"See ya next year, same time, same place". You will leave proud, head high or at least bent to the side so that you can see. The other doughnuters will nod back their approval as they speak words of praise for the newest to join the club.
"Now that's a stack! Good job! Only serious doughnut eater need apply"
Do not despair if you do not want to go into town and be bruised by crowds, or maybe are intimidated by becoming a "Doughnuter" in your rookie year,there is always the "sugar tour". Pick up a map that marks the sugar camps that like visitors and start driving. And if you missed the doughnuts, Puffenbargers has fantastic doughnuts, as well as a state of the art new sugar house. Keep going and visit as many as you can, for all the sugar camps have something a little different to see. Eagle Camp is a sight to see. Tucked away in the woods with it's red board buildings. Firewood piled high to feed a wood fired arch. A great little store to feed your sweet tooth with syrup, maple creme, candy,... maple this, maple that, maple of any form! "Southern Most" in Bolar has pit cooked BBQ and their own BBQ sauce plus, again maple of every kind.
Go from camp to camp, or till you can not stomach the sweet smell of maple and smoke or frying doughnuts. Keep going till when you look in the back seat the kids are covered in crumbs and half eaten maple lolly pops stuck to their cheeks, whispering "No more! No more sugar"
Then you can go back home and dream of next years Maple Festival.

Wednesday, February 3, 2010

Standing Guard Along The Shady Trail



It had once been an incredible tree, a huge Virginia Pine that stood guard along a shady trail on the south side of the mountain. I had played under it so many times, sitting at it's base gathering the stone-like bits of layered bark of rich chocolate brown. I would look up at the emerald crown far above and swear that nothing so strong and beautiful could be anything ordinary.
"You are a king! A Knightly King", I had told it once as a child. "You can be the Knight King of my forest and guard it from the enemy". The crown had swayed against the turquoise sky as if in agreement of his new royal posting. A position it had held for so many years as I grew up. But the Knight King had not lived long enough to see my own kids play beneath it. It had fallen after the first onslaught of the pine bore beetle. I had been so sad that spring, as I looked up into the stiff golden brown crown that no longer swayed or danced in the wind. I had felt like I had lost a friend. Then the wind had come and taken it down. It's once powerful trunk now busted into sections. Now, after falling to earth, my kids came to know this tree. A huge log to climb and play on. To practice balance and flight from. Ageing slowly and beautifully into a new form of life for the forest. A home to others.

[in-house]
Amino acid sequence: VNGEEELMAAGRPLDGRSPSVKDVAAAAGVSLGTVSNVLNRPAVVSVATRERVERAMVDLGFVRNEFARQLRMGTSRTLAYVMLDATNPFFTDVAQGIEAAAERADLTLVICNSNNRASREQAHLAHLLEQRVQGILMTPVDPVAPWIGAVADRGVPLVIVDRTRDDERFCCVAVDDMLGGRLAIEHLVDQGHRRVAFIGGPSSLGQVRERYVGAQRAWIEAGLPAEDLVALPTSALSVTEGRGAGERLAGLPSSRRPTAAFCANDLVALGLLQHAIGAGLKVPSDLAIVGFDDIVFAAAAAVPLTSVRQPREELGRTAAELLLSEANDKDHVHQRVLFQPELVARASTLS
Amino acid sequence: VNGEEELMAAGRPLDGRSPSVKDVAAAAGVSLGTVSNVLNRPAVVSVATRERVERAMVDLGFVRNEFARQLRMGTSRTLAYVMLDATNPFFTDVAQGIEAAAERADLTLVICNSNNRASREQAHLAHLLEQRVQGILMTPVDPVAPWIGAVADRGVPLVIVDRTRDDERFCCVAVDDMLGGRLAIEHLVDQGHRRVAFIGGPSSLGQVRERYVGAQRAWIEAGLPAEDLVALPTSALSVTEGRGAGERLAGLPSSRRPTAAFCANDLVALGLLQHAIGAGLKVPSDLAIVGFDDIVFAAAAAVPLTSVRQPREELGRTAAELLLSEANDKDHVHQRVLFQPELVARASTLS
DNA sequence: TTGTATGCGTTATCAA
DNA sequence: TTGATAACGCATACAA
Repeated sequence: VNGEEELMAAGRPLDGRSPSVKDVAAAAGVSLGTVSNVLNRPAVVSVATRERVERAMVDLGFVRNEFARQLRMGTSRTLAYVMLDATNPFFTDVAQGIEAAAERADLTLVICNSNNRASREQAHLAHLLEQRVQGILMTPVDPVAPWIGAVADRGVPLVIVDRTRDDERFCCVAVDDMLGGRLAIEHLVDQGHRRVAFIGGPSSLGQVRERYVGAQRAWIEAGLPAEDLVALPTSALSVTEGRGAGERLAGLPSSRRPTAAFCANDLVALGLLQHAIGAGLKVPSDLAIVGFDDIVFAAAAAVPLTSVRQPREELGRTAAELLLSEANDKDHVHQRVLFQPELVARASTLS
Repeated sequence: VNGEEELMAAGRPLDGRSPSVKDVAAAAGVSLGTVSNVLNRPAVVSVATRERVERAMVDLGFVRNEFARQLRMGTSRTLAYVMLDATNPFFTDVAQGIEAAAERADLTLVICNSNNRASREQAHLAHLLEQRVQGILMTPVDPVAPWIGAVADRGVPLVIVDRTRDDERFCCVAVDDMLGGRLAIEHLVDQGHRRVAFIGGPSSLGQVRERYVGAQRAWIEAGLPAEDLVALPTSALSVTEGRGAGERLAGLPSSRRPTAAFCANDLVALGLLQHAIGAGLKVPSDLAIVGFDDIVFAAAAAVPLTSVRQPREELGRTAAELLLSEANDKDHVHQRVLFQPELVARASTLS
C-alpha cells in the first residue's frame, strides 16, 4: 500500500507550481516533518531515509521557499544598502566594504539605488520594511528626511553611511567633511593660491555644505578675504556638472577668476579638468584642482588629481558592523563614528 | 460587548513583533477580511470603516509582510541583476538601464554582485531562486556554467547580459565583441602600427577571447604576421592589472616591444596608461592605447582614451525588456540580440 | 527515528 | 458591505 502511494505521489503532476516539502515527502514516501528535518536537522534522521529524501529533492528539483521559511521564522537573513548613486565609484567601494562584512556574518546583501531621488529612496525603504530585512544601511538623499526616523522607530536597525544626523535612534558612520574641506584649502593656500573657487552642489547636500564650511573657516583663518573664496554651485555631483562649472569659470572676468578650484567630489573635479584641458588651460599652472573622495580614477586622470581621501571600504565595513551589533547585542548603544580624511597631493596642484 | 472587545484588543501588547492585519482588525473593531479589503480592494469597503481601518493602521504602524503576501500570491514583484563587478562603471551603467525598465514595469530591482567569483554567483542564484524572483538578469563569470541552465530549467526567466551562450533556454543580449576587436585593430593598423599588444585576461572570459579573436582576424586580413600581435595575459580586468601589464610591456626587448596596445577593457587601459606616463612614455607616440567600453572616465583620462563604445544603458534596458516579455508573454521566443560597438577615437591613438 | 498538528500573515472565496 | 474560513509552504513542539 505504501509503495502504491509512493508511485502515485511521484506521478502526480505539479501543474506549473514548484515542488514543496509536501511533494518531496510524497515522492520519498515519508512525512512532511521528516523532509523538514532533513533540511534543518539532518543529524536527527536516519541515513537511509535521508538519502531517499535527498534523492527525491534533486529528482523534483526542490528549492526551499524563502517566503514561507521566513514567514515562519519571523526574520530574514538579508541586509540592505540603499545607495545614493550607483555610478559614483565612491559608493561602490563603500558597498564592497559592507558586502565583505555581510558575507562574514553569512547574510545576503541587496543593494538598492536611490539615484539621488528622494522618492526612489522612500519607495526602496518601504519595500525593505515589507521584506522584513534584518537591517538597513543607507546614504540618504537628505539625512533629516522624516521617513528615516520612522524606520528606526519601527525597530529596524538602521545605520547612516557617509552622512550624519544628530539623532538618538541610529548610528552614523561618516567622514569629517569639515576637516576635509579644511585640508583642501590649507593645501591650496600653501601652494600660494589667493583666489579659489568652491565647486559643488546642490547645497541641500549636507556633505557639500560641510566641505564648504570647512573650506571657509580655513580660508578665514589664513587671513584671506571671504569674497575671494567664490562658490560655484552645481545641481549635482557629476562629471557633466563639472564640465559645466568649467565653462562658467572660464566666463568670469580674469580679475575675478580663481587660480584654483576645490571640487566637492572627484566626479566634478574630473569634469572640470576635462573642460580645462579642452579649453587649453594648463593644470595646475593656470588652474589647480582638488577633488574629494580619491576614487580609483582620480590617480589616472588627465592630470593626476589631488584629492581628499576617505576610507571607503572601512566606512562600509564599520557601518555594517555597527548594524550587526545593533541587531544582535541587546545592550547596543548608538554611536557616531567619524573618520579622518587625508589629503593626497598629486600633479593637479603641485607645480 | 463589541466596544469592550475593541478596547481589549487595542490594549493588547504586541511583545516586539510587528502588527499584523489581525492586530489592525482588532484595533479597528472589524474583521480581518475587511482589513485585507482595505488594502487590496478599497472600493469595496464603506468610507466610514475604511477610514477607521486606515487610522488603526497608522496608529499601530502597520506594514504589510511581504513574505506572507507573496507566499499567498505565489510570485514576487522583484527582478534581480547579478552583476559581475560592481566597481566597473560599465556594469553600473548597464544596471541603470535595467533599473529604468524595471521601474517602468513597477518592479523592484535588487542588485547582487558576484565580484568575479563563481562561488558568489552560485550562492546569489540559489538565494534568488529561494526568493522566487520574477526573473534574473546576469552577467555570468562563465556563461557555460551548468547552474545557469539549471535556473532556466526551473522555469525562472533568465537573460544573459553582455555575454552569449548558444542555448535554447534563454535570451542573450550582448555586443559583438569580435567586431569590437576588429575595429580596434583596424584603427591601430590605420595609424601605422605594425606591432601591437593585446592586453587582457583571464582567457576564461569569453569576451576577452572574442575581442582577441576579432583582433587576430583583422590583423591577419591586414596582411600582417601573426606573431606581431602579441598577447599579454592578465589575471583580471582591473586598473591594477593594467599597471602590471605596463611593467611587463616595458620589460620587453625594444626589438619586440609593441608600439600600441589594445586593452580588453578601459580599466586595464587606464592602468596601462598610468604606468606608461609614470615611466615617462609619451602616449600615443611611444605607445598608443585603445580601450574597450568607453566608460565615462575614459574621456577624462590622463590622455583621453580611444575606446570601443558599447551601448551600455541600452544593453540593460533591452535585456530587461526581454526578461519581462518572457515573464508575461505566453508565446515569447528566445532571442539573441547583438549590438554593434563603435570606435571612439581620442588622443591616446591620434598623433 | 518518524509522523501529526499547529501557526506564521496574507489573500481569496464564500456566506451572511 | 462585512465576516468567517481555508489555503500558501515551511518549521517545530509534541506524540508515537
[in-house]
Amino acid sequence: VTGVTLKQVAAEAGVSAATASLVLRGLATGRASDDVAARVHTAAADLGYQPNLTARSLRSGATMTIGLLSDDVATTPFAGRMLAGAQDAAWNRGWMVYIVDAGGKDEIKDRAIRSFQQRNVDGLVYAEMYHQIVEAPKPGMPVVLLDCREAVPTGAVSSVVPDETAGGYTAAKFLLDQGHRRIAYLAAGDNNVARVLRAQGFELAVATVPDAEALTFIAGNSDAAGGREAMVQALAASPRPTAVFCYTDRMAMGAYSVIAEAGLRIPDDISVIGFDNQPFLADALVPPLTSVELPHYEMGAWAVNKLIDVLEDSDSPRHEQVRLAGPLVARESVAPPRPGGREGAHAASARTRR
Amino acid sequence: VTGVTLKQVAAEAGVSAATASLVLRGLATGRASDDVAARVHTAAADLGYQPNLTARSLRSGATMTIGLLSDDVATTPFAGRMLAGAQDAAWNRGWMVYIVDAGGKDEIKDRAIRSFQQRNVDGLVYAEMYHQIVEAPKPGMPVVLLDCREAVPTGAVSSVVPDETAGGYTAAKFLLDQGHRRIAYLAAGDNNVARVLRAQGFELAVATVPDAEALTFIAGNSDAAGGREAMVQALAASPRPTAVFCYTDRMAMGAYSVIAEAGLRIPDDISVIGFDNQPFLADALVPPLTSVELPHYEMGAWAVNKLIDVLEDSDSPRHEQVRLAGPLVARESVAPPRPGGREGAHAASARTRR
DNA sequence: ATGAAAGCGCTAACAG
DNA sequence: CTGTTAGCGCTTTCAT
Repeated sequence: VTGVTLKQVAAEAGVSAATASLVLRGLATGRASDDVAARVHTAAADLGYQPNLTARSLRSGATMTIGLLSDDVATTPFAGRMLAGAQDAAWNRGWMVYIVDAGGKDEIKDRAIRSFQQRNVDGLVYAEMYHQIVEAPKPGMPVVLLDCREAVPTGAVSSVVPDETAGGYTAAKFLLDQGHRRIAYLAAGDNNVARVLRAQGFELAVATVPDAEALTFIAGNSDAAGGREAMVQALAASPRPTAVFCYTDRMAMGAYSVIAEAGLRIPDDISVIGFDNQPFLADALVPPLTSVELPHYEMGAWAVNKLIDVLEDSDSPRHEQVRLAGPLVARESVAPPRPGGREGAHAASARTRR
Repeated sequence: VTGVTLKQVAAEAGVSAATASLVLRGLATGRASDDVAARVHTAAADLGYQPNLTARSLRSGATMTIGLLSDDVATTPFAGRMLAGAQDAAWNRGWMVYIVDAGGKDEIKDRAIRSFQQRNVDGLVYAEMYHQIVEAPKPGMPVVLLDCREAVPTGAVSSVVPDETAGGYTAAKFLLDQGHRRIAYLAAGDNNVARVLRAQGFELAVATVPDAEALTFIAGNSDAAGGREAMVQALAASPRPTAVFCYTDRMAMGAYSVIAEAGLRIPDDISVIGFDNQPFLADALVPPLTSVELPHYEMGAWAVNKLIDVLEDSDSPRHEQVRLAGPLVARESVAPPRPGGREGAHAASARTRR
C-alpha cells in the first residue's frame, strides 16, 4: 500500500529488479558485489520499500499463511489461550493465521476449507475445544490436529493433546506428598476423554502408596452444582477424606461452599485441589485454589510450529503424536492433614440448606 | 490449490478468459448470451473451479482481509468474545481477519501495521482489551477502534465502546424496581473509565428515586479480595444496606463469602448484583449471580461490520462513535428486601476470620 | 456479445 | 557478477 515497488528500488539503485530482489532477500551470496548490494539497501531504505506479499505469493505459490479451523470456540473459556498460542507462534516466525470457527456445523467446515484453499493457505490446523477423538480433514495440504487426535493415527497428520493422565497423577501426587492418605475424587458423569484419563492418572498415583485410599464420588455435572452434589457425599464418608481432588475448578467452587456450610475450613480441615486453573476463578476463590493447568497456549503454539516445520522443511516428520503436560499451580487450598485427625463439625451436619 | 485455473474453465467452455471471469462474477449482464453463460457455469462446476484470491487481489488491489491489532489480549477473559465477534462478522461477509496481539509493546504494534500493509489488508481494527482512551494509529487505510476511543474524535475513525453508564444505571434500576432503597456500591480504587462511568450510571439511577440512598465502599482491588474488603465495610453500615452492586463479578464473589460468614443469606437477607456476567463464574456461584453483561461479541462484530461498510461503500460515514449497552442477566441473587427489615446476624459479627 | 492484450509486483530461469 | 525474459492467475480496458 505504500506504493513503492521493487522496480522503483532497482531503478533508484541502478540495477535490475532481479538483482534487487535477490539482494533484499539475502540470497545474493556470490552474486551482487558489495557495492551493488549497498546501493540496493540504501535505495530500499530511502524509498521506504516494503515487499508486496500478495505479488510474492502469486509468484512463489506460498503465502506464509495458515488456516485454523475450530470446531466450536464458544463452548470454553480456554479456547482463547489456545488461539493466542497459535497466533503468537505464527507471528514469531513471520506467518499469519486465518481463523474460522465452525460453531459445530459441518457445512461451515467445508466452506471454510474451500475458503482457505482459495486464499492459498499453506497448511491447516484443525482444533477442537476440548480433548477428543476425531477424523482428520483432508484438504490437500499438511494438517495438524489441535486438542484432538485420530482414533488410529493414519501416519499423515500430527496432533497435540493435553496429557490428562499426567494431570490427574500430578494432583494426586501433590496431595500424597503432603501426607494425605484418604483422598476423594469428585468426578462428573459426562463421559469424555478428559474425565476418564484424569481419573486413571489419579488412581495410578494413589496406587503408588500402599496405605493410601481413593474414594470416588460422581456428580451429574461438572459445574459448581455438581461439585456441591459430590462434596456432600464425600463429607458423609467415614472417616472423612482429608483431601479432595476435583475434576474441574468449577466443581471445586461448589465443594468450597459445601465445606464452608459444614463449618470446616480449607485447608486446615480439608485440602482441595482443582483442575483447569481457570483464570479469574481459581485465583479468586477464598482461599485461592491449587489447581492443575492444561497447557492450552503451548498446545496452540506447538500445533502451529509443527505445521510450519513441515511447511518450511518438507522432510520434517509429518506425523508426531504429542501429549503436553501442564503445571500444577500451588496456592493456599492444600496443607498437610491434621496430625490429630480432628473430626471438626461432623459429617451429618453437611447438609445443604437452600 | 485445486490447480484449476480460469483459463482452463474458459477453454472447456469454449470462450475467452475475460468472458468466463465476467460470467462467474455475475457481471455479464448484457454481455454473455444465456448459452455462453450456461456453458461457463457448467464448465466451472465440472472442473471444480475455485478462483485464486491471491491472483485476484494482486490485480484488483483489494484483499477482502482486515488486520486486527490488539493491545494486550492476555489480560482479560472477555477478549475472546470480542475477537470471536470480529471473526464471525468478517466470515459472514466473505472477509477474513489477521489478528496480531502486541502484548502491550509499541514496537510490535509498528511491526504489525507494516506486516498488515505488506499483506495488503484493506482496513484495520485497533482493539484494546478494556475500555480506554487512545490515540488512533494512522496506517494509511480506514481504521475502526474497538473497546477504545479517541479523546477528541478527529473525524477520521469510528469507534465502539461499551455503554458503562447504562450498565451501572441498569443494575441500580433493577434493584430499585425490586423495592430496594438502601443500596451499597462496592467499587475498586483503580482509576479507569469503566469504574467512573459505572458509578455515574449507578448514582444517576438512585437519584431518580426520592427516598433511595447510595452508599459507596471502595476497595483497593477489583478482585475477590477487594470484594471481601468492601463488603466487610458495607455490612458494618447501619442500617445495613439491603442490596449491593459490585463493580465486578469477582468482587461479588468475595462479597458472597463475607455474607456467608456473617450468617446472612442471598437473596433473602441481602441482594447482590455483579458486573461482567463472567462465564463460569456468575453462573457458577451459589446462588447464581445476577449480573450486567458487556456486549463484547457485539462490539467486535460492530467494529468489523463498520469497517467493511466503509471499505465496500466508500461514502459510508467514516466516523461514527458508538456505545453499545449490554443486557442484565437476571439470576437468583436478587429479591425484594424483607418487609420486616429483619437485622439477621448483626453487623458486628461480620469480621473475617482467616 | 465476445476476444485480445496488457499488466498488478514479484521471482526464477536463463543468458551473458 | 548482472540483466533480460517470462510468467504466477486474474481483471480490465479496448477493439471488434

Now it was sliced open, like a huge baked yam. Carefully though, just the top skin ripped off to reveal the soft orange of the rotted pine log. The pulpy inside had been pilfered, a careful search for bugs that left it fluffy and slightly piled. Not a bug was left.
I stood over it, my sap buckets still in hand, looking for claw marks or or foot prints. There were none, but I did not need them to tell me what had done this precise surgery on the fallen tree. I had not gathered sap on this side of the mountain since yesterday afternoon and the log had been, as it had been for many years, A large piece of trunk. It lay along the shaded trail, it's thick layered bark long gone and replaced by a beautiful blanket of moss and lichen of a dozen shades of green. The sun was often dappled and dancing on the colors and tiny insects could be seen crawling quickly along it in the summer, like busy little people in a small world. Fresh bits of bright chewed wood dust dotted the log's darker skin, giving hint to the hidden universe within. A universe that had been destroyed over night by the long ebony claws and hungry tongue of a black bear. The layer of dead leaves on the ground stole any chance of bear prints. The work of this damage might be easily credited to a coon, but for the size of it and nearby, a large stone had also been carefully over turned, leaving a perfect "fit the shape" hole beside it. I glanced around the nearby forest, looking for more of what might be out of place. Nothing. Nothing but quiet trees and sun dancing on the forest floor.